‘Metroid: Samus Returns’ packs retro punch
June 19, 2021
With E3 passing in the rearview mirror, the gaming community again is in the yearly cycle of mixed emotions in the aftermath. Excitement at the news of fresh and surprising announcements, disappointments at the lack of news surrounding hyped sequels and me sulking in familiar sadness because we’ll never see a sequel to “Spec Ops: The Line” (reasonable, given how pretty much everyone who made that game was fired). Good times, good times all around.
Straight to the point, one of the hottest announcements to come was the reveal of a new Metroid game, “Metroid Dread.” Returning to the horror roots of the series, “Metroid Dread” looks to breathe new life into the neglected franchise that Nintendo loves to parade around its company, in either Super Smash Bros tie-ins to marketable plushes to be sold for $35 at your local Target.
I vividly remember getting my hands on the previous installment, “Metroid: Samus Returns,” from my local GameStop and having the employee go hysterical about how much he adored the franchise when he was a kid back in the 1980s. Endearing mid-life crisis aside, he sold me the game, and I binged through the title in a weekend in what would end up being the last game I played on my Nintendo 3DS. It’s a great handheld title that ended its lifecycle in standard Nintendo fashion: dying neglected and begrudgingly abandoned to the bane of its rabid, undying fanbase. The usual cycle.
“Metroid: Samus Returns” is a 2017 action-adventure side-scroller acting as a remake of the 1991 original, “Metroid II: Return of Samus,” which was released back on the Game Boy. The story follows Samus Aran, a bounty hunter sent by the Galactic Federation to exterminate the parasitic Metroids on their home planet and save the universe in usual fanfare.
“Samus Returns” doesn’t aim to reinvent the wheel, packing a safe but well-polished experience. The controls are shockingly tight for a handheld game, with Samus being able to aim 360 degrees with her arm cannon, on top of having a new counterattack that allows for an easy rhythm of countering then attacking that makes combat less chaotic and rigid compared to prior entries. “Samus Returns” can’t escape the 3DS’s graphical limitations, as the game’s visuals are a 3D-rendered mix of moody, atmospheric temples and ugly hallways with warped textures and a weird haze of orange that made the game look like a “Breaking Bad” episode at times.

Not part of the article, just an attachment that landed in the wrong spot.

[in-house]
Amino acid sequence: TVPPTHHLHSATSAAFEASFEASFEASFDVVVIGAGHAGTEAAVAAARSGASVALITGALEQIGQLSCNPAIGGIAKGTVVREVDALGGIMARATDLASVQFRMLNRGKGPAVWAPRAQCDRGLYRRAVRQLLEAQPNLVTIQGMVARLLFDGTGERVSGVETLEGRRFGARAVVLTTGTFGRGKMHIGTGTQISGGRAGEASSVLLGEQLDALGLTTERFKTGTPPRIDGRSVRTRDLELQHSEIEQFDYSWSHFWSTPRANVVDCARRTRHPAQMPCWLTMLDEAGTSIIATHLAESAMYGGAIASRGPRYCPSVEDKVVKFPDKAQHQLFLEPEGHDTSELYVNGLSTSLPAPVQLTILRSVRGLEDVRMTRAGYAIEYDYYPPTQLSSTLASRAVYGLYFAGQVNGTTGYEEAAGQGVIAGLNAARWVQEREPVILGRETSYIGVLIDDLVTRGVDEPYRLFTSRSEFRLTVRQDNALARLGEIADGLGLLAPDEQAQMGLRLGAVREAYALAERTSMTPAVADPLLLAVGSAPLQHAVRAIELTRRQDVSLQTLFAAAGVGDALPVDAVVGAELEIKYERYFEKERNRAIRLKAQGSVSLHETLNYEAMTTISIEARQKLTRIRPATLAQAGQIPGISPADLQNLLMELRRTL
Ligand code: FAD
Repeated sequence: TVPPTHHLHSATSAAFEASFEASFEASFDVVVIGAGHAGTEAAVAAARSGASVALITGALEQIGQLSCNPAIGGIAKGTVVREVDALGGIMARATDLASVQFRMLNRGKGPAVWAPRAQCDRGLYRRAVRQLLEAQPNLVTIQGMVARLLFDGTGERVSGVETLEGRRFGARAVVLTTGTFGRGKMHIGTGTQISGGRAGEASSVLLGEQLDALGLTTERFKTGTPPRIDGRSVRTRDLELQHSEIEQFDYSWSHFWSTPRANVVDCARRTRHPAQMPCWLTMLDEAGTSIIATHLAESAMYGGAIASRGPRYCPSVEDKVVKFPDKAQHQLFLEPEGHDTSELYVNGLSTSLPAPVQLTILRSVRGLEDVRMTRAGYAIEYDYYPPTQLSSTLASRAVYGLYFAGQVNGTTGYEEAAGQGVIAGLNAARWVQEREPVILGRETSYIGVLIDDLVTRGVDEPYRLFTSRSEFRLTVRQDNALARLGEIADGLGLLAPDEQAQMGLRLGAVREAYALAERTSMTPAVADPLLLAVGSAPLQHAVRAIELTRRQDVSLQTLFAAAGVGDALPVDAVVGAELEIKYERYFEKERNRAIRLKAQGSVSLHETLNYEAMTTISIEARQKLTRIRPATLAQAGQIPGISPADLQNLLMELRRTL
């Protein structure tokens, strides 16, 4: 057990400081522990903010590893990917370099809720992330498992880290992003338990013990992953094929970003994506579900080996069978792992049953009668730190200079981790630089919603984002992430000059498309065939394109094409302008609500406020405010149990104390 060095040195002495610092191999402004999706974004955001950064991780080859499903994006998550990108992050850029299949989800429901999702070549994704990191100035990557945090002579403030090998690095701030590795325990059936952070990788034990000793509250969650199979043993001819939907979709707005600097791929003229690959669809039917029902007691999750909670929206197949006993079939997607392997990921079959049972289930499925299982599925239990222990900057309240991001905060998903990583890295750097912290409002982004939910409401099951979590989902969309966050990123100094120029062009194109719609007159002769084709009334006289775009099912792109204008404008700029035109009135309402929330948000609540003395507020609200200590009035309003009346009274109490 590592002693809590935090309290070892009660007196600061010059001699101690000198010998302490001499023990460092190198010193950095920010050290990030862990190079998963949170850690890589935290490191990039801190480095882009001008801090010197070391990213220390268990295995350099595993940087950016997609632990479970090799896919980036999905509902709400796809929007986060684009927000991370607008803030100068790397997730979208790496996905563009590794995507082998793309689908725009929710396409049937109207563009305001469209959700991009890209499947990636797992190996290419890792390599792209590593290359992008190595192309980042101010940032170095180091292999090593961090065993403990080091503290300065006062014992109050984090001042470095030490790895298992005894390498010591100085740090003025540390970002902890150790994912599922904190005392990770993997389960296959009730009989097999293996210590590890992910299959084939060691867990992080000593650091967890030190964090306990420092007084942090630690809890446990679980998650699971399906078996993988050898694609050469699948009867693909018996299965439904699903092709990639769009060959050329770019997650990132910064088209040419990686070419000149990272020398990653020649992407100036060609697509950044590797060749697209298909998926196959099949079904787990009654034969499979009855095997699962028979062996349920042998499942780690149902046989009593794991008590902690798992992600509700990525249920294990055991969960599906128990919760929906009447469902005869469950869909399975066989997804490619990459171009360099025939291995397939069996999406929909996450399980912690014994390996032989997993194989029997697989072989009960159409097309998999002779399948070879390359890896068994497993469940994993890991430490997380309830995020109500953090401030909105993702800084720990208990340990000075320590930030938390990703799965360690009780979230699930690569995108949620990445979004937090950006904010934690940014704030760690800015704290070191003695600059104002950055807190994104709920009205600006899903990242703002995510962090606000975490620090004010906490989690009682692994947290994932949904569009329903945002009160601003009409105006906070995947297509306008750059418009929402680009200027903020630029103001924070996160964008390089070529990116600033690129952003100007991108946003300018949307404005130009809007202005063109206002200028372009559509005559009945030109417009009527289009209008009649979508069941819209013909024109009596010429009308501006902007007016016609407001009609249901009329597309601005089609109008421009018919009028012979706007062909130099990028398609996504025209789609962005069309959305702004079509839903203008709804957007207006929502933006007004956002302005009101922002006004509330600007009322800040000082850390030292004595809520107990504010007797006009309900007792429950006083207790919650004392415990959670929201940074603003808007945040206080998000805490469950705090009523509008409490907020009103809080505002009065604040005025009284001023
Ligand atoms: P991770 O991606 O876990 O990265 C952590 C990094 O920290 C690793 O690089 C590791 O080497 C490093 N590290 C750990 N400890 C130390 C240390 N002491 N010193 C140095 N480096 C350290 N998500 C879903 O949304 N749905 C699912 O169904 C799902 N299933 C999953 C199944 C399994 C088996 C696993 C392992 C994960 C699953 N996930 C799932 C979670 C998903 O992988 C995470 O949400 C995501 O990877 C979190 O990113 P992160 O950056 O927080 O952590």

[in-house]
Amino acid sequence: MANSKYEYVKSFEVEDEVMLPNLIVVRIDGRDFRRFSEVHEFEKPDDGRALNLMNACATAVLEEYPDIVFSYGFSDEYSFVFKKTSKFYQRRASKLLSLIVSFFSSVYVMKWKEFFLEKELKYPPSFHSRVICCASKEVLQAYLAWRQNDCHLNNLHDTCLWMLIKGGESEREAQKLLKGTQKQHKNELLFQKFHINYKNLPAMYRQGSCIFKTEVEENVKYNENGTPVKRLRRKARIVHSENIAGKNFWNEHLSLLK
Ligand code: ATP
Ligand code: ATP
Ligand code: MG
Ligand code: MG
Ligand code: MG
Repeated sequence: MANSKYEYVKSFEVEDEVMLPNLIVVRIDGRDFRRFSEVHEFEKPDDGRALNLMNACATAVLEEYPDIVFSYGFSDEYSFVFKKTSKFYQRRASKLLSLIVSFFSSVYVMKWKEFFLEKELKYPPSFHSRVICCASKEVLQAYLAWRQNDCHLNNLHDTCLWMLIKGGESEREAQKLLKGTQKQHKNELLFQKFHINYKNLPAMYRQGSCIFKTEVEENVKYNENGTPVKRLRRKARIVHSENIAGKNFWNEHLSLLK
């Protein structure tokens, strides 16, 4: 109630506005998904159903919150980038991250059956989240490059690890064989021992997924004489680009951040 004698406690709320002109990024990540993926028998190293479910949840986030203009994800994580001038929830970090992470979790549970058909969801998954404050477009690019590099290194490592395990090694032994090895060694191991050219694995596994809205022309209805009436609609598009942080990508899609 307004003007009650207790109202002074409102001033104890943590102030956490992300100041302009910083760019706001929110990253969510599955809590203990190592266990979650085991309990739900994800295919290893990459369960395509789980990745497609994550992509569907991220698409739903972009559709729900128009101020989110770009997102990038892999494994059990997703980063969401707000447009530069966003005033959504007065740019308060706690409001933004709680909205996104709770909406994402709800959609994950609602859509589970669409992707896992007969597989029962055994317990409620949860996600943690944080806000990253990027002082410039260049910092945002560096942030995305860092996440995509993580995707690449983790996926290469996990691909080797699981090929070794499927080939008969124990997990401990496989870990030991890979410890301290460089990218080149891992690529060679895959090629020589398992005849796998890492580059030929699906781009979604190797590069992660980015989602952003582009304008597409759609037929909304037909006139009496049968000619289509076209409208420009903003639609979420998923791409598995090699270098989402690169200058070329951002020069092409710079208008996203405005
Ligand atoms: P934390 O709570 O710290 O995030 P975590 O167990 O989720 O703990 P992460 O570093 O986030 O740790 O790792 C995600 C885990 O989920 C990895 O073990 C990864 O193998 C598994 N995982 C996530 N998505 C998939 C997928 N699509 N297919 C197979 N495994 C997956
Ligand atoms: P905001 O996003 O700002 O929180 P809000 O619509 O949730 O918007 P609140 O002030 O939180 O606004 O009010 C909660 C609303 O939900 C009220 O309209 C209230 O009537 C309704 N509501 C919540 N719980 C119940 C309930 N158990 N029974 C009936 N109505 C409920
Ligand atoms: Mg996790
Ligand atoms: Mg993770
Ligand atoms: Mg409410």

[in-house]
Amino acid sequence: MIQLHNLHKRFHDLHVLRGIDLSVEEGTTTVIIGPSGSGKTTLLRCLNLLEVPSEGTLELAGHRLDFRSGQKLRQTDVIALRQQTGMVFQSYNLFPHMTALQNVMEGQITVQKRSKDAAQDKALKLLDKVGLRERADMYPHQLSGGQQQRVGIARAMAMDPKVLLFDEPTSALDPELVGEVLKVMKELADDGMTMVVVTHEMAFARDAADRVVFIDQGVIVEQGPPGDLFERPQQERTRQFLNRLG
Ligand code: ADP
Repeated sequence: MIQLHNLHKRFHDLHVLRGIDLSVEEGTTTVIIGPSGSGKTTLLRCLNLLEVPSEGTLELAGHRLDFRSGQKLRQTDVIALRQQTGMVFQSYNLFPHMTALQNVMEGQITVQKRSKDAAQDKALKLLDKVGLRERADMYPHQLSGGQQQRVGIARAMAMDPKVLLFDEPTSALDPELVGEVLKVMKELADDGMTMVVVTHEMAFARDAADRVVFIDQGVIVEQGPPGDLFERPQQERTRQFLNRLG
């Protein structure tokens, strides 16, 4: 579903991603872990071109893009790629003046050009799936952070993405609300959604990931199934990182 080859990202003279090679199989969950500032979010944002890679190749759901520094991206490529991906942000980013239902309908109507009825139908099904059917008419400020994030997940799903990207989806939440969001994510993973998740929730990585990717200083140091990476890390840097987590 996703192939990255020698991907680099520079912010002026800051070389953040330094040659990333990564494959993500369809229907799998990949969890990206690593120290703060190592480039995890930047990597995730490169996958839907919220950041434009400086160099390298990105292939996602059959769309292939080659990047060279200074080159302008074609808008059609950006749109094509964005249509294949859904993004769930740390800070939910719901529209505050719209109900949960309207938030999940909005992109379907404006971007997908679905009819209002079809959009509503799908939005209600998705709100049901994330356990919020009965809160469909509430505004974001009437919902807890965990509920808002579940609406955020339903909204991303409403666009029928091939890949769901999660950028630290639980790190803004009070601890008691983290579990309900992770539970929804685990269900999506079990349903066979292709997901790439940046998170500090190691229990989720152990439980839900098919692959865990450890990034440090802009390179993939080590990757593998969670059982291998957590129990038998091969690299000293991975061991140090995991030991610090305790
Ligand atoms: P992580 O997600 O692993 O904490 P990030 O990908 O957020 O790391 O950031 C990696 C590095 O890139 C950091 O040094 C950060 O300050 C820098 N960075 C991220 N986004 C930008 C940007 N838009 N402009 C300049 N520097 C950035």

The gameplay loop has you defeat a specific amount of Metroids in a zone before moving on to the next. In traditional fashion, you are incentivized to backtrack to previous zones once you unlock items you get from the next zone, as to lengthen the game length, and to also throw in some goodies and bonuses for those looking to either get the best items or develop severe carpal tunnel syndrome.
“Samus Returns” also suffers from a more fundamental issue – it’s really old. Now, it’s a remake of a 1991 game, what am I getting at here? No, not the nihilism of retro games but the reality of when this was released.
The Metroidvania genre (the sub-genre of action games inspired by Metroid) was having a boom in 2017. Games like “Hollow Knight,” an indie title with beautiful animation and insanely detailed environments, were selling like public pool funnel cakes. Metroid competed without having the decades of innovation that Metroidvania games packed. You can see where the problem is.
This was what 15-year-old me felt when the credits rolled, that the newer, cooler Metroidvania games were better. Now that I am 19 with years of experience playing tons of great games and getting a greater appreciation for the medium across all eras and consoles, I can definitely say with confidence: Yeah, I really preferred “Hollow Knight.”
I am looking forward to “Metroid: Dread” in the hopes this old-school heavy hitter can bounce back into the mainstream in full force. Nonetheless, to the dozen people who still have that good old 3DS, give this remake a try.
“Metroid: Samus Returns” is available on Nintendo 3DS.